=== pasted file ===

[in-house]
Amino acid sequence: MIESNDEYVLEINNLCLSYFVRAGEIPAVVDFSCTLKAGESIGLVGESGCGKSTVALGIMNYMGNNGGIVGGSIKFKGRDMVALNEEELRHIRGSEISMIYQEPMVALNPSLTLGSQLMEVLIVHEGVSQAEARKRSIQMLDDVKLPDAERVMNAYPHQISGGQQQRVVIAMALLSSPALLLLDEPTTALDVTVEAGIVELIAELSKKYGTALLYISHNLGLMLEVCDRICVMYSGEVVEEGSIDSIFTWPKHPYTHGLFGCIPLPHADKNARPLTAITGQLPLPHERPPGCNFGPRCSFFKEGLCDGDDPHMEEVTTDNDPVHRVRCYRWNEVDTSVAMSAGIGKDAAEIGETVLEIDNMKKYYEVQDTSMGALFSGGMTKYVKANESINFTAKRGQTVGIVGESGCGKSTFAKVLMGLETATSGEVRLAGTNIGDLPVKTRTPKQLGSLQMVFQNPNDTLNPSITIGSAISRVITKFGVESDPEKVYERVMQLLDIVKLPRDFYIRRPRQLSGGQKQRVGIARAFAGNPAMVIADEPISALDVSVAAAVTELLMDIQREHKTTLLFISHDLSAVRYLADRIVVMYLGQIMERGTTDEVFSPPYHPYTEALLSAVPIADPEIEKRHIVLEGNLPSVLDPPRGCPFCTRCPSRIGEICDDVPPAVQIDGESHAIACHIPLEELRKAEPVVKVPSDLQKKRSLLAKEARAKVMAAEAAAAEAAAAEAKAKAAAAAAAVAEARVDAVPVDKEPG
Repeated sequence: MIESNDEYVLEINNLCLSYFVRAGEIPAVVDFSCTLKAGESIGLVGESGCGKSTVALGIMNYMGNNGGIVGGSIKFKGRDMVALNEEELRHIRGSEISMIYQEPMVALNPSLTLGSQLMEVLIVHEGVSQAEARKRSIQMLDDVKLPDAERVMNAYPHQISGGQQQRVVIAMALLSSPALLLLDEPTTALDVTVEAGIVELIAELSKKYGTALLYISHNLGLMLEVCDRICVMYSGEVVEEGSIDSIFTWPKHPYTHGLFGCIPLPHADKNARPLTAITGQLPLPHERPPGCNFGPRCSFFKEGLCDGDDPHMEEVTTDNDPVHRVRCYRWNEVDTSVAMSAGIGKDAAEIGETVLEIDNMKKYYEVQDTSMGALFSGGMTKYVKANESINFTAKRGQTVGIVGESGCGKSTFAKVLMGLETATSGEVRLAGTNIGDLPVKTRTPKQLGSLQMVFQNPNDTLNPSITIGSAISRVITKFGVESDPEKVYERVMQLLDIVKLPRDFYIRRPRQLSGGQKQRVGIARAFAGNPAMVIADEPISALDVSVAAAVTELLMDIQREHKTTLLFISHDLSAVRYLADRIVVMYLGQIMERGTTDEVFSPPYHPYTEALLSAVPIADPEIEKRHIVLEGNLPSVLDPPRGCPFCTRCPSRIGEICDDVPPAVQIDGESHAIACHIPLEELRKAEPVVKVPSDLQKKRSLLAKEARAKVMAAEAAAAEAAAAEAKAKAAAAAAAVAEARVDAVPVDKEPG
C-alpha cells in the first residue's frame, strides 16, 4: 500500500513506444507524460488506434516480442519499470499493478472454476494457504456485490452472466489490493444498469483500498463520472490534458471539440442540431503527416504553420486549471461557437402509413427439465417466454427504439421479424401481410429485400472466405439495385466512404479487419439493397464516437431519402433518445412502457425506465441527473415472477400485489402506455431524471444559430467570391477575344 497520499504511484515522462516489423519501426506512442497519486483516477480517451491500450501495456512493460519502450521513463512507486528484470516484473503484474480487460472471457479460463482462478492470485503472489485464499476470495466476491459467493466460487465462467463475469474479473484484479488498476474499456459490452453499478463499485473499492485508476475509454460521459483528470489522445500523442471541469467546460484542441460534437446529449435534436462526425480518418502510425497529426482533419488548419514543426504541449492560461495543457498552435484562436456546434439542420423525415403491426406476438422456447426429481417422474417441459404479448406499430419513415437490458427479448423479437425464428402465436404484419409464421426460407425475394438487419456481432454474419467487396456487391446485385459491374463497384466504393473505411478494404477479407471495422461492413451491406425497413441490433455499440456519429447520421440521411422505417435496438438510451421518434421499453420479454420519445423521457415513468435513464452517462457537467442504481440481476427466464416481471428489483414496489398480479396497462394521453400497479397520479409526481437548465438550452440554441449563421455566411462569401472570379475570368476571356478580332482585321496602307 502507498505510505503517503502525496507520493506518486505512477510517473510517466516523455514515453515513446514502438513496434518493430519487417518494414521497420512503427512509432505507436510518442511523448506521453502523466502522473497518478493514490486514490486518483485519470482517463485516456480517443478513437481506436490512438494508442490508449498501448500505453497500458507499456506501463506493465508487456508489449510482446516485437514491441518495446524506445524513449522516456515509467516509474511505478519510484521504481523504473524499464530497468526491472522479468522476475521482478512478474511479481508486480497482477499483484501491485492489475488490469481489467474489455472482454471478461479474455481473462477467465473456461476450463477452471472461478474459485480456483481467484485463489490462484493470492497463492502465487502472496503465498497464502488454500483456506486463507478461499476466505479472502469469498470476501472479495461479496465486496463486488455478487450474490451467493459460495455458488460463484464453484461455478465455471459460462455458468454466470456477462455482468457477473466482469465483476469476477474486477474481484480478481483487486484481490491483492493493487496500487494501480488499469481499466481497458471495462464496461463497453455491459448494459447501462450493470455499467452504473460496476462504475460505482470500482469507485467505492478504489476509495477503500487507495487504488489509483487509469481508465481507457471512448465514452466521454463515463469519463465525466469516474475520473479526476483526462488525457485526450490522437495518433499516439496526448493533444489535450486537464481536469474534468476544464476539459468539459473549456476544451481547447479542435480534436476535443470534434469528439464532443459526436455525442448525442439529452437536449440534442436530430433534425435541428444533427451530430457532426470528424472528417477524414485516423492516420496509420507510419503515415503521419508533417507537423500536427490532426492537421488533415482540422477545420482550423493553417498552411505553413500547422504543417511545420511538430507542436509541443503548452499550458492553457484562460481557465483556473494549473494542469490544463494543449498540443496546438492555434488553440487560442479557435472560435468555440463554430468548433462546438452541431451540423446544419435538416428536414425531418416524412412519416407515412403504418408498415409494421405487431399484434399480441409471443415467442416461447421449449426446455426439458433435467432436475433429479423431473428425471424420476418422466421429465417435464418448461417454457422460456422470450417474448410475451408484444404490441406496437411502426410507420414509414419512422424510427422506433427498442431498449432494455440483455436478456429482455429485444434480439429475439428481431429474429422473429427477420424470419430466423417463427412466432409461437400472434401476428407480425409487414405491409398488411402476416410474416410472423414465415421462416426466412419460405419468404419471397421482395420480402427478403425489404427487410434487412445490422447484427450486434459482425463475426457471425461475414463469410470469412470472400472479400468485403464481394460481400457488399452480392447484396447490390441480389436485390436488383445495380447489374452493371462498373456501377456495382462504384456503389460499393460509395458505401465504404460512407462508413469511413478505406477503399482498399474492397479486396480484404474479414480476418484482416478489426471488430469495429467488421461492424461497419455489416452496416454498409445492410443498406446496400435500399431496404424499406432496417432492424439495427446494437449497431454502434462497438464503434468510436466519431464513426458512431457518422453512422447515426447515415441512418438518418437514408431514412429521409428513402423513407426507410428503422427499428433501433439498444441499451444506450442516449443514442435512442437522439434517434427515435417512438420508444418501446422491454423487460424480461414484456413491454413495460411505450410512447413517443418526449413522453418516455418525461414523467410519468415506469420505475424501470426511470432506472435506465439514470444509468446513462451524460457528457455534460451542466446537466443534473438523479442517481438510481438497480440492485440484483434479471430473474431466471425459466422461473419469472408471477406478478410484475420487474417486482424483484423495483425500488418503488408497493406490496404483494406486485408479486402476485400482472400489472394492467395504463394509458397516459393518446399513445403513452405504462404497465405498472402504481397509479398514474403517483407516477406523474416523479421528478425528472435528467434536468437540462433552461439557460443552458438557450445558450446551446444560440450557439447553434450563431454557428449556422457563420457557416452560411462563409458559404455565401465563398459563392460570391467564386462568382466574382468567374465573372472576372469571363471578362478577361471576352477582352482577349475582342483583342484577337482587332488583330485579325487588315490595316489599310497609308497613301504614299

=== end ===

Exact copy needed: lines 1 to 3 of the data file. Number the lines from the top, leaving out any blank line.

[in-house]
Amino acid sequence: MIESNDEYVLEINNLCLSYFVRAGEIPAVVDFSCTLKAGESIGLVGESGCGKSTVALGIMNYMGNNGGIVGGSIKFKGRDMVALNEEELRHIRGSEISMIYQEPMVALNPSLTLGSQLMEVLIVHEGVSQAEARKRSIQMLDDVKLPDAERVMNAYPHQISGGQQQRVVIAMALLSSPALLLLDEPTTALDVTVEAGIVELIAELSKKYGTALLYISHNLGLMLEVCDRICVMYSGEVVEEGSIDSIFTWPKHPYTHGLFGCIPLPHADKNARPLTAITGQLPLPHERPPGCNFGPRCSFFKEGLCDGDDPHMEEVTTDNDPVHRVRCYRWNEVDTSVAMSAGIGKDAAEIGETVLEIDNMKKYYEVQDTSMGALFSGGMTKYVKANESINFTAKRGQTVGIVGESGCGKSTFAKVLMGLETATSGEVRLAGTNIGDLPVKTRTPKQLGSLQMVFQNPNDTLNPSITIGSAISRVITKFGVESDPEKVYERVMQLLDIVKLPRDFYIRRPRQLSGGQKQRVGIARAFAGNPAMVIADEPISALDVSVAAAVTELLMDIQREHKTTLLFISHDLSAVRYLADRIVVMYLGQIMERGTTDEVFSPPYHPYTEALLSAVPIADPEIEKRHIVLEGNLPSVLDPPRGCPFCTRCPSRIGEICDDVPPAVQIDGESHAIACHIPLEELRKAEPVVKVPSDLQKKRSLLAKEARAKVMAAEAAAAEAAAAEAKAKAAAAAAAVAEARVDAVPVDKEPG
Repeated sequence: MIESNDEYVLEINNLCLSYFVRAGEIPAVVDFSCTLKAGESIGLVGESGCGKSTVALGIMNYMGNNGGIVGGSIKFKGRDMVALNEEELRHIRGSEISMIYQEPMVALNPSLTLGSQLMEVLIVHEGVSQAEARKRSIQMLDDVKLPDAERVMNAYPHQISGGQQQRVVIAMALLSSPALLLLDEPTTALDVTVEAGIVELIAELSKKYGTALLYISHNLGLMLEVCDRICVMYSGEVVEEGSIDSIFTWPKHPYTHGLFGCIPLPHADKNARPLTAITGQLPLPHERPPGCNFGPRCSFFKEGLCDGDDPHMEEVTTDNDPVHRVRCYRWNEVDTSVAMSAGIGKDAAEIGETVLEIDNMKKYYEVQDTSMGALFSGGMTKYVKANESINFTAKRGQTVGIVGESGCGKSTFAKVLMGLETATSGEVRLAGTNIGDLPVKTRTPKQLGSLQMVFQNPNDTLNPSITIGSAISRVITKFGVESDPEKVYERVMQLLDIVKLPRDFYIRRPRQLSGGQKQRVGIARAFAGNPAMVIADEPISALDVSVAAAVTELLMDIQREHKTTLLFISHDLSAVRYLADRIVVMYLGQIMERGTTDEVFSPPYHPYTEALLSAVPIADPEIEKRHIVLEGNLPSVLDPPRGCPFCTRCPSRIGEICDDVPPAVQIDGESHAIACHIPLEELRKAEPVVKVPSDLQKKRSLLAKEARAKVMAAEAAAAEAAAAEAKAKAAAAAAAVAEARVDAVPVDKEPG